Is it okay for Christians to judge other people? In some Bible passages, it seems like there is a place for judgment; in other parts of Scripture, not so much. Dr. Groothuis emphasizes the importance of evaluating oneself against the standard of Scripture before passing judgment on others. The key principle highlighted is to first reflect on one's actions, attitudes, and beliefs in order to cultivate humility and ensure that judgments are made with love and grace. Drawing from Jesus' teachings in the Sermon on the Mount, the speaker instructs followers to address their own faults before pointing out those of others. This analogy stresses the need for self-awareness and self-correction before engaging in judgment. By acknowledging personal shortcomings, individuals can approach others with empathy, understanding, and humility. Judging Jesus’ Way: Matthew 7:1-5"Do not judge, or you too will be judged. 2 For in the same way you judge others, you will be judged, and with the measure you use, it will be measured to you.3 Why do you look at the speck of sawdust in your brother’s eye and pay no attention to the plank in your own eye? 4 How can you say to your brother, ‘Let me take the speck out of your eye,’ when all the time there is a plank in your own eye? 5 You hypocrite, first take the plank out of your own eye, and then you will see clearly to remove the speck from your brother’s eye."  I.    Who Are Christians in the World? How do we represent God and the gospel today? How are we judged by the watching world? Judicious or censorious? Measured in judgment or reactive? Wise or foolish? II.    Some Judgments Against Christians A.    They are too judgmentalB.    They are legalisticC.    They are high and mightyD.    They are holier than thouE.    Specifics: they are homophobic, transphobic, heteronormative, colonialist, and more F.    This is sometimes correct—but we must judge, just as those who have judged usG.    They may mean: “Shut up, so we can sin in peace.” H. Jesus shows us how to judge with his master principle for judgment: judge yourself according to the right standard; then judge others in love III.    The Logic of Judgment A.    A judgment is a personal evaluation of a state of affairs—moral or non-moral B.    A judgment is always made according to a standard—implicit or explicit  C.    We must judge 1.    “Speak up and judge fairly; defend the rights of the poor and needy.” — Proverbs 31:8-9 (NIV) 2.    Judgments about moral worth of the unborn, for example; judgments about sexual ethics and identity IV.    Judging Jesus’ Way A.    The standard is the Bible rightly interpreted and applied B.    Jesus gave many judgments, some quite harsh: one of seven “woes” or condemning judgment against teachers of the law and Pharisees 1.    Condemnation (Matthew 23:15). 2.    Gentle rebuke (Matthew 6:30) C.    Jesus had a perfect character, so all his judgments were correct and given in the right spirit; it is harder for us. V.    Do Not JudgeVs. 1-2: Do not judge, or you too will be judged. 2 For in the same way you judge others, you will be judged, and with the measure you use, it will be measured to you.1.    The Greek for judge (krino) means condemnation or being judgmental or censoriousBill Mounce: “to assume censorial power over, to call to account, Mt. 7:1.”2.    Warning: the judgment comes back on you, like a boomerang; you think you are on the bench as a judge, but you are also in the dock as the accused (John Stott)VI.    Two White Hot Questions from Jesus3 “Why do you look at the speck of sawdust in your brother’s eye and pay no attention to the plank in your own eye? 4 How can you say to your brother, ‘Let me take the speck out of your eye,’ when all the time there is a plank in your own eye?1.    Kind of question with an assumed answer: You should not do this.2.    Why do you look without and not look within? Speck in another, log in your own? Initial judgment.3.    Why do you want to remove the speck and not remove the plank in your own eye? Action based on the judgment, spoken or unspoken.Avoid being a moral busybody (2 Peter 4:15).VII.    Avoiding Hypocrisy; Making a Sound Judgment A.    V. 5: You hypocrite, first take the plank out of your own eye, and then you will see clearly to remove the speck from your brother’s eye.B.    Jesus makes (1) accusation, (2) command, and (3) promise1.    Accusation: Hypocrite: play actor; imposter, phony, charlatan. Used four times in Sermon on the Mount (Matthew 5-7)a.    Not that you fail to live up to your standard of God’s standard. We all do that—except Jesus Christ, who was sinless and morally perfect.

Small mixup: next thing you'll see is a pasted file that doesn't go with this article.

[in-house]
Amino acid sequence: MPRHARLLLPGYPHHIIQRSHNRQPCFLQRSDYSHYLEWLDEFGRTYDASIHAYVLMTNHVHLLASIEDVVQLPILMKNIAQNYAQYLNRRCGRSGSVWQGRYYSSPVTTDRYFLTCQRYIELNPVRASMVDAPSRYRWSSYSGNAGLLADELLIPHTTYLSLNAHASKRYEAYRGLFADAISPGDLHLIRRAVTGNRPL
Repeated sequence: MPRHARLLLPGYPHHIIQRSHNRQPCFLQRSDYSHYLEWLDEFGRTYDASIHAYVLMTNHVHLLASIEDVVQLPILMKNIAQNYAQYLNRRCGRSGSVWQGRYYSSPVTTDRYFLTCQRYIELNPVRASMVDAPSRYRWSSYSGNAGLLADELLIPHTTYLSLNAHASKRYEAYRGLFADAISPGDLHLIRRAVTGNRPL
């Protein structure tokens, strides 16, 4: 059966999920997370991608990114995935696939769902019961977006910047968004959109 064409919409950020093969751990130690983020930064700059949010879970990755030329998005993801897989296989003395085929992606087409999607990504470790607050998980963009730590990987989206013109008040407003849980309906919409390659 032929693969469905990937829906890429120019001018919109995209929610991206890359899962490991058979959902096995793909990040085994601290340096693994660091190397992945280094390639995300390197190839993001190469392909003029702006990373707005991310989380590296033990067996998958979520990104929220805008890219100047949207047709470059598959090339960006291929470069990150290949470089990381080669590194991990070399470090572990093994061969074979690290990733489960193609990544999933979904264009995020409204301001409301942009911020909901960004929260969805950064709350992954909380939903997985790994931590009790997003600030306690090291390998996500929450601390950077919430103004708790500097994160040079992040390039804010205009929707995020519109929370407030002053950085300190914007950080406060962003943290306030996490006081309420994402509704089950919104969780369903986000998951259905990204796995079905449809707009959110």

Pascal's Compelling Case for the Christian Faith